Concurrent CFD Explained (Part IV)
Last time I promised I’d drill down into more detail about the difference between the CAD-integrated up-front approach to CFD and CAD-embedded Concurrent CFD. CAD-integrated CFD tools are essentially stand-alone tools launched from within the CAD system whereas Concurrent CFD is fully built into the CAD system. So what’s the real difference between the two?
CAD-integrated CFD tools use the same approach for all CAD systems, so perhaps the best way to answer this is to look at what happens when the CFD tool gets launched from within the CAD system: First the original CAD model gets converted into the format required by the solid modeller built into the CFD tool, e.g. Parasolid. This converted geometry is then imported as parts and assemblies into the CFD program. So far, so good – so what’s the snag?
The geometry that gets transferred from the CAD system into an up-front CFD tool comes over ‘warts and all’. The implications of this are not apparent when dealing with rudimentary demo geometries, since these have very few parts with simple mates. However, real world CAD geometry contains dozens, sometimes hundreds of unwanted (and often very small) voids resulting from modeling simplifications that are common practice in CAD design.
All geometry parts including all new dummy parts that represent actual flow cavities in the model get some default material property assigned, e.g. that of air. The user has to manually select all the parts that should not belong to the computational domain and mark them as unwanted (otherwise they get meshed and treated as flow or solid domains). This includes marking small voids as unwanted to ensure that only the few desired fluid regions (most often only one) remain. Meshing these small voids would otherwise cause very high additional and unnecessary cell count, and, if not properly meshed, extreme solver convergence problems. Finally, the user has to manually assign the correct material properties to all fluids and solids remaining in the model and apply boundary conditions.
This all appears very quick and easy when working on a simple demo case with just a few solid blocks to represent something more complicated like an automobile – if you blink you’ll miss it. For a large number of parts is very laborious, time-consuming, and error-prone, because all solids are listed even if no heat transfer considered. Obviously, the user has to be meticulous in manually working through all the listed parts in the model and assign materials correctly.
Consequently, when using CAD-integrated CFD it is often much more efficient (especially for flow-only tasks) just to create the required flow domain in the CAD system using CAD functions for Boolean operations (“Cavity” function) and then transfer only this one part to the CFD tool for meshing and solving. This is the ‘Create Cavity’ step shown in my ‘Concurrent CFD Explained (Part II)’ post and something that you never have to do in Concurrent CFD.
A second issue arises when the user wants to modify the geometry. Quite rightly, this has to be done in the CAD system. Substantive design changes are common early in design when very little of the design has solidified, and so CFD can bring the most benefit as changes can be made freely in the pursuit of improved performance, reduced cost, etc. Moving geometry around is no problem, but making substantial changes that alter the topology of the model, for example by creating different parts, or building the assembly differently basically means that in CAD-integrated CFD the whole process has to be repeated.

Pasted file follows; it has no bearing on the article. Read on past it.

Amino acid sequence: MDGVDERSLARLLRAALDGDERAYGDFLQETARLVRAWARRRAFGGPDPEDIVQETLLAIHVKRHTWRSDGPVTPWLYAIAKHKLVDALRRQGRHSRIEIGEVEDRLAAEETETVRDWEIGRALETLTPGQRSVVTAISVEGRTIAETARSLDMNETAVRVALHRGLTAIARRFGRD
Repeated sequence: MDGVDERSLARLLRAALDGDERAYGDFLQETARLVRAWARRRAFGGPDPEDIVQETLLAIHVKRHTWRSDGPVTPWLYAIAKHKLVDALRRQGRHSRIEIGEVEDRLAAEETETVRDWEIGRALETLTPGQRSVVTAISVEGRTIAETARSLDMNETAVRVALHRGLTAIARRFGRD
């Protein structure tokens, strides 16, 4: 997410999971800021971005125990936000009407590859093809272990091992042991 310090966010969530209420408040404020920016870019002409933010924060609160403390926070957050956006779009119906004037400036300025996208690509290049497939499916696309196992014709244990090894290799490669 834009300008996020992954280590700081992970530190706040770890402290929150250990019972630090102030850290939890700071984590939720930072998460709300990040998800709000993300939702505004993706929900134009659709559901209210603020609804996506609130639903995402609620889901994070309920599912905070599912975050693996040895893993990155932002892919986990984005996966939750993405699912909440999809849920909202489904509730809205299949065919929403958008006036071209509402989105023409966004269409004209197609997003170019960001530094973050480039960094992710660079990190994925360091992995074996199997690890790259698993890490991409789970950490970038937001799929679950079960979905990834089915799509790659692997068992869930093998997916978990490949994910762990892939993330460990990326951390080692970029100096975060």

Hopefully that’s given you a broad understanding of the state-of-the-art in up-front CAD-integrated CFD, described as being “fully associative” with the CAD geometry. Concurrent CFD resides fully within the CAD system so does not suffer from these issues. Full CAD embedding gives access to details of the native CAD geometry. This has allowed us to develop proprietary technology that automatically ignores all cavities in a CAD model that are not intended to be a computational domain for meshing and solving. It automatically handles solids and fluids appropriately, consistent with the user’s choice about whether to include heat transfer in the project or not, with no need for the kind of manual user intervention required by the CAD-integrated CFD approach.
One of the latest developments in up-front CFD is the concept of a ‘design study’, allowing different designs to be compared. This emulates the project management system that’s available in all CAD packages – and something that has been standard in Concurrent CFD for many years as Concurrent CFD utilises the CAD system’s capabilities. Another key advantage of Concurrent CFD is that the results can be displayed on the actual CAD geometry to aid understanding. Again, this is hard to achieve but delivers real benefit to the user in interpreting the analysis results.
I hope this provides more detail on the differences between the CAD-integrated upfront CFD and the CAD-embedded Concurrent CFD approaches illustrated in the animation below.
You can also check out the joint MAD/CIMdata presented web seminar entitled ‘CFD Analysis for MCAD Designs – Better Products Faster’. If you want to see Concurrent CFD in action register now for next week’s web seminar ‘Flow, Pressure, Cavitation! Use ‘X-Ray Vision’ to Avert a Design Disaster’.
Dr J, Hampton Court
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- Lies, Damned Lies, and “CFD Comparison Charts” – Part IV
- Lies, Damned Lies, and “CFD Comparison Charts” – Part III
- Lies, Damned Lies, and “CFD Comparison Charts” – Part II
- Lies, Damned Lies, and “CFD Comparison Charts” – Part I
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